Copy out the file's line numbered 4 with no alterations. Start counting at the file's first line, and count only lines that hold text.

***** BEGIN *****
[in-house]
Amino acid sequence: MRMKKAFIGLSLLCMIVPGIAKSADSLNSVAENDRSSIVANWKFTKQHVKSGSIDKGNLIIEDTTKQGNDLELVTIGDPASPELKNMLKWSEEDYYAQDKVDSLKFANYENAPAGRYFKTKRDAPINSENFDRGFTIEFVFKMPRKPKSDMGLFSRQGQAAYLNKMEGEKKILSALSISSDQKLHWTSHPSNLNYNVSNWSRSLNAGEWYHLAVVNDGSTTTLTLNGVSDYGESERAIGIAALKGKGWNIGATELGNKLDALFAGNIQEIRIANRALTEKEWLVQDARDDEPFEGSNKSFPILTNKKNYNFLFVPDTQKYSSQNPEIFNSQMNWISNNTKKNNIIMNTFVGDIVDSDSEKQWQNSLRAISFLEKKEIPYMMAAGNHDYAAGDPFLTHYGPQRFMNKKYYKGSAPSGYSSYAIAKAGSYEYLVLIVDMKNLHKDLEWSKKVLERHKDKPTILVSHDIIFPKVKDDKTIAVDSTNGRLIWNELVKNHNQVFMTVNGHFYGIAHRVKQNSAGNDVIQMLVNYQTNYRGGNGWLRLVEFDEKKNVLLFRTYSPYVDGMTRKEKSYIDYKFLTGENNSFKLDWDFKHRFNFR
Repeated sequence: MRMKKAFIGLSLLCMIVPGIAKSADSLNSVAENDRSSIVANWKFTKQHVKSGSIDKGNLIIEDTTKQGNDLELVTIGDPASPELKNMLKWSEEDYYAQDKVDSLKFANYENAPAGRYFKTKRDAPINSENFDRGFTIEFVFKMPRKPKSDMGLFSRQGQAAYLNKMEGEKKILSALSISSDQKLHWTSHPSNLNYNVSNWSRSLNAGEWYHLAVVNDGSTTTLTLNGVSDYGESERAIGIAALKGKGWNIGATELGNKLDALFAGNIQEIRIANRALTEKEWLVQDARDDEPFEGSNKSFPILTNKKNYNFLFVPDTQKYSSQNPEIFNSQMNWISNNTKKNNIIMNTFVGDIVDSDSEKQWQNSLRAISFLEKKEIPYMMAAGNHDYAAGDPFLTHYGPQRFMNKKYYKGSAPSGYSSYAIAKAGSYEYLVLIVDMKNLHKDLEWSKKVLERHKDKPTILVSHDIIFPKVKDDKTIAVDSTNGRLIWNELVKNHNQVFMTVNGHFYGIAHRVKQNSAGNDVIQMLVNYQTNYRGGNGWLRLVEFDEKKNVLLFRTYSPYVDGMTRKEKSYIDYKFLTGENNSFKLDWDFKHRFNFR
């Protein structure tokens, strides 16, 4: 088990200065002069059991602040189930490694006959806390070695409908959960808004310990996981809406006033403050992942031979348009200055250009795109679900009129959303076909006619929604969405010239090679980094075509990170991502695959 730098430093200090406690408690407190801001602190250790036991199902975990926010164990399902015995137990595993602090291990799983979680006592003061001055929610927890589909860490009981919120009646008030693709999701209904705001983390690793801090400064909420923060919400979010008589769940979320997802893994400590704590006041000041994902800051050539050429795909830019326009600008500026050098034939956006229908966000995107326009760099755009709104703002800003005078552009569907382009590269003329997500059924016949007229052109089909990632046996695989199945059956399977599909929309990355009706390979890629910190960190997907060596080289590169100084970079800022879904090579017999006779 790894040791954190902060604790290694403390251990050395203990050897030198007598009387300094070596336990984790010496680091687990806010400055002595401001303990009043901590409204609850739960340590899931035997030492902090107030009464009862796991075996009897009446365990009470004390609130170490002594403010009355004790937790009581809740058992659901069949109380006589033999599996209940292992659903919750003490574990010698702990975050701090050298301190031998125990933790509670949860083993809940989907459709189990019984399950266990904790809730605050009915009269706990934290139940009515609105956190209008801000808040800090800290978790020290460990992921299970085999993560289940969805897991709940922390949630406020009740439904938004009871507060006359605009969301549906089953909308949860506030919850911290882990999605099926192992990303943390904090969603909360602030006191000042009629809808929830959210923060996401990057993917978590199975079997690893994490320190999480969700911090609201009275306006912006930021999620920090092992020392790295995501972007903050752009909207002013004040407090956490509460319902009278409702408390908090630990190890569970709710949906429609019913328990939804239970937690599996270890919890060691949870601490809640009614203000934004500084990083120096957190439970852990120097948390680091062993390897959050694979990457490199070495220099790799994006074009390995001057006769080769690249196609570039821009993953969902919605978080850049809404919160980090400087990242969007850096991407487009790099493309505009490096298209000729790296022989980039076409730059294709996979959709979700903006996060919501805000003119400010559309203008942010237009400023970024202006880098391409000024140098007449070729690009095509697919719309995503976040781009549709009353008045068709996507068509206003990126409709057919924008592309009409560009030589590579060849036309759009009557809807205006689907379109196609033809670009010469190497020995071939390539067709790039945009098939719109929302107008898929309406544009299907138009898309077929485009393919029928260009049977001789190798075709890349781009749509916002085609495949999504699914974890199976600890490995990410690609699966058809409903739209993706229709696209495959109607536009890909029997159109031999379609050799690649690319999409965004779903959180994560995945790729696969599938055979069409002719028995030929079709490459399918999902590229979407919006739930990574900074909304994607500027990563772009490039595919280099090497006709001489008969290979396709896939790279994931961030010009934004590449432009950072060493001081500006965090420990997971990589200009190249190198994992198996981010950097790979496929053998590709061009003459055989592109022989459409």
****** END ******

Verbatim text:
């Protein structure tokens, strides 16, 4: 088990200065002069059991602040189930490694006959806390070695409908959960808004310990996981809406006033403050992942031979348009200055250009795109679900009129959303076909006619929604969405010239090679980094075509990170991502695959 730098430093200090406690408690407190801001602190250790036991199902975990926010164990399902015995137990595993602090291990799983979680006592003061001055929610927890589909860490009981919120009646008030693709999701209904705001983390690793801090400064909420923060919400979010008589769940979320997802893994400590704590006041000041994902800051050539050429795909830019326009600008500026050098034939956006229908966000995107326009760099755009709104703002800003005078552009569907382009590269003329997500059924016949007229052109089909990632046996695989199945059956399977599909929309990355009706390979890629910190960190997907060596080289590169100084970079800022879904090579017999006779 790894040791954190902060604790290694403390251990050395203990050897030198007598009387300094070596336990984790010496680091687990806010400055002595401001303990009043901590409204609850739960340590899931035997030492902090107030009464009862796991075996009897009446365990009470004390609130170490002594403010009355004790937790009581809740058992659901069949109380006589033999599996209940292992659903919750003490574990010698702990975050701090050298301190031998125990933790509670949860083993809940989907459709189990019984399950266990904790809730605050009915009269706990934290139940009515609105956190209008801000808040800090800290978790020290460990992921299970085999993560289940969805897991709940922390949630406020009740439904938004009871507060006359605009969301549906089953909308949860506030919850911290882990999605099926192992990303943390904090969603909360602030006191000042009629809808929830959210923060996401990057993917978590199975079997690893994490320190999480969700911090609201009275306006912006930021999620920090092992020392790295995501972007903050752009909207002013004040407090956490509460319902009278409702408390908090630990190890569970709710949906429609019913328990939804239970937690599996270890919890060691949870601490809640009614203000934004500084990083120096957190439970852990120097948390680091062993390897959050694979990457490199070495220099790799994006074009390995001057006769080769690249196609570039821009993953969902919605978080850049809404919160980090400087990242969007850096991407487009790099493309505009490096298209000729790296022989980039076409730059294709996979959709979700903006996060919501805000003119400010559309203008942010237009400023970024202006880098391409000024140098007449070729690009095509697919719309995503976040781009549709009353008045068709996507068509206003990126409709057919924008592309009409560009030589590579060849036309759009009557809807205006689907379109196609033809670009010469190497020995071939390539067709790039945009098939719109929302107008898929309406544009299907138009898309077929485009393919029928260009049977001789190798075709890349781009749509916002085609495949999504699914974890199976600890490995990410690609699966058809409903739209993706229709696209495959109607536009890909029997159109031999379609050799690649690319999409965004779903959180994560995945790729696969599938055979069409002719028995030929079709490459399918999902590229979407919006739930990574900074909304994607500027990563772009490039595919280099090497006709001489008969290979396709896939790279994931961030010009934004590449432009950072060493001081500006965090420990997971990589200009190249190198994992198996981010950097790979496929053998590709061009003459055989592109022989459409």